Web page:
During the actual procedure, you won’t notice any discomfort. Two electrodes are placed on your skin where the median nerve runs under your wrist. These are connected by wires to another set of electrodes attached to your torso. An electric current is sent through these wires and travels down the length of the nerve until it reaches the hand. Once the current hits the nerve, it causes it to fire off an impulse. This creates a tiny voltage difference across the area of the nerve being tested. When the current leaves the area, it creates a minute change in potential. This change is measured using sensitive equipment. The faster the signal moves, the smaller the change becomes. In order for the current to hit the right spot, the delay has to be less than 1 millisecond. Anything over 2 milliseconds means that the probe isn’t touching enough tissue to pick up the correct information.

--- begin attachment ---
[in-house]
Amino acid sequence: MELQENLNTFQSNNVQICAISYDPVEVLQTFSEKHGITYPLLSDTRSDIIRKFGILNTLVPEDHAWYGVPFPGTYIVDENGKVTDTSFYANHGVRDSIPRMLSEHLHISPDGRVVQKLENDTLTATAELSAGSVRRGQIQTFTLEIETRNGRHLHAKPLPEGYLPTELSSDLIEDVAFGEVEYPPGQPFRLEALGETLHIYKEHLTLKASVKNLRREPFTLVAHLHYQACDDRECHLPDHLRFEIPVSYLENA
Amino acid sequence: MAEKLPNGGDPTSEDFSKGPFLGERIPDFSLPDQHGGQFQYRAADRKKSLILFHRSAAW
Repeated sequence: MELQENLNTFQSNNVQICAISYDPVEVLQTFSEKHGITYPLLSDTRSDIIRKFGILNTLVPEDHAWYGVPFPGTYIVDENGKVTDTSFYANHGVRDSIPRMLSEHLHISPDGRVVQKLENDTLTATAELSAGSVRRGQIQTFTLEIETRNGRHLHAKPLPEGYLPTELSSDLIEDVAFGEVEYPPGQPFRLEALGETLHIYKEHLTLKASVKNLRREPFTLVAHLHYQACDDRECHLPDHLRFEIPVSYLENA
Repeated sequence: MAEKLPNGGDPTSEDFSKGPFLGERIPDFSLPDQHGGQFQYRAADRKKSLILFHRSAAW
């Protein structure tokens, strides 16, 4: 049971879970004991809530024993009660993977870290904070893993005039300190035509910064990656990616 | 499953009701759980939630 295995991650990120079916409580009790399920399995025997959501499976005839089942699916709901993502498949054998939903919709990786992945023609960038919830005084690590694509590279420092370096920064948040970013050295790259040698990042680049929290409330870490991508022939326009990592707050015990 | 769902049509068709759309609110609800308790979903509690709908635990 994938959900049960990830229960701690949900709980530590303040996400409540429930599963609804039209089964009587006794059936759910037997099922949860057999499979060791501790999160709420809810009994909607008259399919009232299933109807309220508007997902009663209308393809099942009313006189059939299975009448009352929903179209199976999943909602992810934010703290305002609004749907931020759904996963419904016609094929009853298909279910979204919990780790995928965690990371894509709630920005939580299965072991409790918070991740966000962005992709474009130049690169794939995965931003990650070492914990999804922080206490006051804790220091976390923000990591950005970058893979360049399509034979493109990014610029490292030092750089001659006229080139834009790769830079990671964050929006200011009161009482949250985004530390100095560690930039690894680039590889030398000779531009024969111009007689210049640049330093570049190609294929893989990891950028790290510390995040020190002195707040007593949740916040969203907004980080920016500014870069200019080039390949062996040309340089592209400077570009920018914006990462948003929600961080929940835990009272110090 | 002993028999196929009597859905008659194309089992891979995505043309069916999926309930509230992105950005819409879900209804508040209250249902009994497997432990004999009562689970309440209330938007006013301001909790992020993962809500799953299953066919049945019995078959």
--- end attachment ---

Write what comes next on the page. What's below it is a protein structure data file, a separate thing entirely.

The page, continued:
By measuring the amount of time it takes for the current to pass through the nerve, doctors can determine whether or not carpal tunnel syndrome exists. There are actually multiple ways that a doctor can use this data. One method involves comparing the results of the test before surgery to the ones after the surgery. Another way is to compare the results of someone who doesn’t have carpal tunnel syndrome to those who do. Doctors can also use postoperative data to find out if the surgery was effective.
So exactly why does this test help us figure out if we have carpal tunnel? Find out on the next page.